Empty storefront on Martin Luther King Ave. SE, Washington, DC.
The resentment as expressed by Councilman Barry is the function of two things.
(2) The other is resentment over changes in the city, which "west" of the river, comparatively speaking, is booming--adding restaurants and businesses and population ("District's population and image soar" from the Post and "Home is where the Hardware Store is" from the Washington City Paper)--despite the recession, while Wards 7 and 8 continue to languish.
Addressing this problem is tricky as it is a function of the relative positions within the market. If you want better businesses, the microeconomies of the respective neighborhoods need to be stronger. In a market economy, that means adding more residents with more income. And that kind of change is resented as well.
See the past blog entry "Revitalization in stages: Anacostia" which could also be considered yet another entry in the "commerz' in the 'hood" series. From that piece:
The Post has another story on Anacostia, "Black professionals leading the charge of gentrification across Anacostia." With regard to the thesis as expressed in the headline, again I think it's important to think about "gentrification" in a more nuanced fashion than what typically occurs. From the article:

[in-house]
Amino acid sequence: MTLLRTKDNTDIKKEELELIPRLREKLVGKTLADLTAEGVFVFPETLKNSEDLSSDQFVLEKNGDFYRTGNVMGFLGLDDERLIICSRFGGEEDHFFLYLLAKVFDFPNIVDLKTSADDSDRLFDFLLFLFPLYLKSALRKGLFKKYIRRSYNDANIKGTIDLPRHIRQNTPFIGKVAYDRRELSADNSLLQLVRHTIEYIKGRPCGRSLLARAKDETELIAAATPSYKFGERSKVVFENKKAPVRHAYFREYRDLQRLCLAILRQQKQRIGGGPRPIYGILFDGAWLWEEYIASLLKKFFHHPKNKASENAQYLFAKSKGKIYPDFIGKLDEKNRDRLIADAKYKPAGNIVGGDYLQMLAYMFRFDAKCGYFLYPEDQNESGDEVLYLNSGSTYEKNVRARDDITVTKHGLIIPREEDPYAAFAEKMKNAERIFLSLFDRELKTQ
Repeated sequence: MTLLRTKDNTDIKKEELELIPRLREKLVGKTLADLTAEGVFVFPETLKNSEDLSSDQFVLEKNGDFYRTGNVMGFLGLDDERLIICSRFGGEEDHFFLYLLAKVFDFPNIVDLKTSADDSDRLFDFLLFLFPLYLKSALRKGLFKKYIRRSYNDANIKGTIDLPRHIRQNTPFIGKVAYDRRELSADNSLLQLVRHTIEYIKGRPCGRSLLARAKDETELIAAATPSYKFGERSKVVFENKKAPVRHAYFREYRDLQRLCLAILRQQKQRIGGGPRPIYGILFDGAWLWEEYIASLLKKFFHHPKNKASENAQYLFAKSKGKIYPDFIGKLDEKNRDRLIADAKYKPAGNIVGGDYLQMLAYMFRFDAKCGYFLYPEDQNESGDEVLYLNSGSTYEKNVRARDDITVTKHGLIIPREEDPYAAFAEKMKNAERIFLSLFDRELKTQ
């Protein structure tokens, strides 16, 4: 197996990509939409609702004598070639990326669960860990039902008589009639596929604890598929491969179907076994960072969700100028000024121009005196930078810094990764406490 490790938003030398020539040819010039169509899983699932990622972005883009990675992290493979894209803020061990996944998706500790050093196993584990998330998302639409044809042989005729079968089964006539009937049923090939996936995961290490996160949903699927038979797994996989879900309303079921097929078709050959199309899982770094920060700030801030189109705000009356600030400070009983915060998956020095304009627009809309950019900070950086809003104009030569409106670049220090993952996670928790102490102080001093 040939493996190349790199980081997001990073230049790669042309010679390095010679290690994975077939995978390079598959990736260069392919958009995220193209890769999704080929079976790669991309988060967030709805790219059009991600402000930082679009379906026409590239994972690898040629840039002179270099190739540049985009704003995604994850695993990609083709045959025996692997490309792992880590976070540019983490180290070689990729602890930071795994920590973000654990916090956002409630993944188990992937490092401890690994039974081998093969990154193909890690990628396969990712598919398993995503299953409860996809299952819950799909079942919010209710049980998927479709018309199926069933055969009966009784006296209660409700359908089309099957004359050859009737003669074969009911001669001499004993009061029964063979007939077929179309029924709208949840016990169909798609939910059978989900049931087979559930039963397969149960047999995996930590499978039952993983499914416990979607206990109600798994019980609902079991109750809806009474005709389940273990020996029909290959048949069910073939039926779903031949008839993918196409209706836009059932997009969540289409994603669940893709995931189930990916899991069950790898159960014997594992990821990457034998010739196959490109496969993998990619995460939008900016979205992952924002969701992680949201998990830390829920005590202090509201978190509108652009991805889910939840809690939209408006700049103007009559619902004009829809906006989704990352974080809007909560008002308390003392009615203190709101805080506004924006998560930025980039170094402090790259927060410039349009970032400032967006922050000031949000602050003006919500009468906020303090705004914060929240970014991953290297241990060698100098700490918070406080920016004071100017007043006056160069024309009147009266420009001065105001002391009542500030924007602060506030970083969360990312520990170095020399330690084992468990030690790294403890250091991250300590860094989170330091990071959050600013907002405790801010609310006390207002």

“I used to think it was about race — when white people moved into a black neighborhood,” said lawyer Charles Wilson, 35, president of the Historic Anacostia Block Association. (Wilson ran against Marion S. Barry Jr. in the 2008 Ward 8 City Council race.) “Then, I looked up the word. It’s when a middle-class person moves into a poor neighborhood, and I realized, I am a gentrifier. I couldn’t believe it. I don’t like that word. It makes so many people uncomfortable. The g-word.”
Of course gentrification is about money, not race, it's just that in the U.S., too many people think that people of color are usually poor and that's not the way it is.
Sadly, neighborhoods usually improve through the in-migration of people with money and the displacement/outmigration of people without money.